Daniels J, Scardina N (1984) Interval training and performance. Sports Med 1:327–334
Dempster P, Aitkens S (1995) A new air displacement method for the determination of human body composition. Med Sci Sports Exerc 27:1692–1697
Gibala MJ, McGee SL (2008) Metabolic adaptations to short-term high-intensity interval training: a little pain for a lot of gain? Exerc Sport Sci Rev 36:58–63
Gibala MJ, Little JP, van Essen M et al (2006) Short-term sprint interval versus traditional endurance training: similar initial adaptations in human skeletal muscle and exercise performance. J Physiol 575:901–911
Gibala MJ, McGee SL, Garnham AP, Howlett KF, Snow RJ, Hargreaves M (2009) Brief intense interval exercise activates AMPK and p38 MAPK signaling and increases the expression of PGC-1alpha in human skeletal muscle. J Appl Physiol 106:929–934
Harmer AR, McKenna MJ, Sutton JR et al (2000) Skeletal muscle metabolic and ionic adaptations during intense exercise following sprint training in humans. J Appl Physiol 89:1793–1803
Laursen PB, Jenkins DG (2002) The scientific basis for high-intensity interval training: optimising training programmes and maximising performance in highly trained endurance athletes. Sports Med 32:53–73
MacDougall JD, Hicks AL, MacDonald JR, McKelvie RS, Green HJ, Smith KM (1998) Muscle performance and enzymatic adaptations to sprint interval training. J Appl Physiol 84:2138–2142
McCartney N, Spriet LL, Heigenhauser GJ, Kowalchuk JM, Sutton JR, Jones NL (1986) Muscle power and metabolism in maximal intermittent exercise. J Appl Physiol 60:1164–1169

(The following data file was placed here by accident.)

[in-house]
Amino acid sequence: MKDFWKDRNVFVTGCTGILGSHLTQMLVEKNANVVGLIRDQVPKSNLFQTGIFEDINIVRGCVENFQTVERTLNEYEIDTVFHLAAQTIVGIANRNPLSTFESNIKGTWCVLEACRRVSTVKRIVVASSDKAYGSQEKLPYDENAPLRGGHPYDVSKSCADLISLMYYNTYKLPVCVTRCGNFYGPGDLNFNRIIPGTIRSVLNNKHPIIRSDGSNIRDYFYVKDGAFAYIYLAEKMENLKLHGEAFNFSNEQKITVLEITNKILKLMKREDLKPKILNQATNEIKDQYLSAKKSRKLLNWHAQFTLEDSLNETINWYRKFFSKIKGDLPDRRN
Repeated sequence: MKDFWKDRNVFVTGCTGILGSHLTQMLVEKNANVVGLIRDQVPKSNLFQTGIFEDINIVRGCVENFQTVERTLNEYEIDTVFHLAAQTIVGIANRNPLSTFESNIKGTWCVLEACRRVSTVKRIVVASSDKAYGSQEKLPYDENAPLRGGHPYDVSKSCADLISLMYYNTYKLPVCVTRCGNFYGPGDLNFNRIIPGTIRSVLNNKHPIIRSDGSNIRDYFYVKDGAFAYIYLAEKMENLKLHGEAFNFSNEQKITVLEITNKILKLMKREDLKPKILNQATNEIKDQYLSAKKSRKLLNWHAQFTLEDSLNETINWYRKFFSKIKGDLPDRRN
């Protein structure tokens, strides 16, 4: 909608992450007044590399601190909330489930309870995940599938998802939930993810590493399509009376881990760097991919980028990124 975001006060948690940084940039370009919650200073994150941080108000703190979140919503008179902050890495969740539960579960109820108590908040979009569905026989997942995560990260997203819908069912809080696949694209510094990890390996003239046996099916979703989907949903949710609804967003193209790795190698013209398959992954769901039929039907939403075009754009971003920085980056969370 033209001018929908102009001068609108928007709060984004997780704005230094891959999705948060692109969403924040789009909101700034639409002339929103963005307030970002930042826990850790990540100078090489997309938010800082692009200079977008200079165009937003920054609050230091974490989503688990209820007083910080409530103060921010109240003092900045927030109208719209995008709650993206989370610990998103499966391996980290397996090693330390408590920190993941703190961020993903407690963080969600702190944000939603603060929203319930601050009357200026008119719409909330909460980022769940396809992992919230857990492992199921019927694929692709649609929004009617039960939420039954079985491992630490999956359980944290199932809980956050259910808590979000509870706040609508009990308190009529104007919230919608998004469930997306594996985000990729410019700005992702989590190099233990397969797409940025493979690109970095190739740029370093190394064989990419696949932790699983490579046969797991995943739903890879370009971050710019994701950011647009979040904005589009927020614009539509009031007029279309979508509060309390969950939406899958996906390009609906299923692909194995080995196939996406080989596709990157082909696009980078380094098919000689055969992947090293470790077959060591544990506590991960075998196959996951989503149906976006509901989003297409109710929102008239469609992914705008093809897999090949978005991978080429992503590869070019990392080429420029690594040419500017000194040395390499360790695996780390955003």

Noreen EE, Lemon PW (2006) Reliability of air displacement plethysmography in a large, heterogeneous sample. Med Sci Sports Exerc 38:1505–1509
Rognmo O, Hetland E, Helgerud J, Hoff J, Slordahl SA (2004) High intensity aerobic interval exercise is superior to moderate intensity exercise for increasing aerobic capacity in patients with coronary artery disease. Eur J Cardiovasc Prev Rehabil 11:216–222
Siri WE (1961) Body composition from fluid spaces and density: analysis of methods. In: Brozek J, Henschel A (eds) Techniques for measuring body composition. National Research Council Education, National Academy Sciences, Washington, DC
Spriet LL, Lindinger MI, McKelvie RS, Heigenhauser GJ, Jones NL (1989) Muscle glycogenolysis and H+ concentration during maximal intermittent cycling. J Appl Physiol 66:8–13
Stathis CG, Febbraio MA, Carey MF, Snow RJ (1994) Influence of sprint training on human skeletal muscle purine nucleotide metabolism. J Appl Physiol 76:1802–1809
Thomas S, Reading J, Shephard RJ (1992) Revision of the Physical Activity Readiness Questionnaire (PAR-Q). Can J Sport Sci 17:338–345
Warburton DE, McKenzie DC, Haykowsky MJ et al (2005) Effectiveness of high-intensity interval training for the rehabilitation of patients with coronary artery disease. Am J Cardiol 95:1080–1084
Wisloff U, Stoylen A, Loennechen JP et al (2007) Superior cardiovascular effect of aerobic interval training versus moderate continuous training in heart failure patients: a randomized study. Circulation 115:3086–3094
Communicated by Susan Ward.
About this article
Cite this article
Hazell, T.J., MacPherson, R.E.K., Gravelle, B.M.R. et al. 10 or 30-s sprint interval training bouts enhance both aerobic and anaerobic performance. Eur J Appl Physiol 110, 153–160 (2010). https://doi.org/10.1007/s00421-010-1474-y
- Endurance training
- Time trial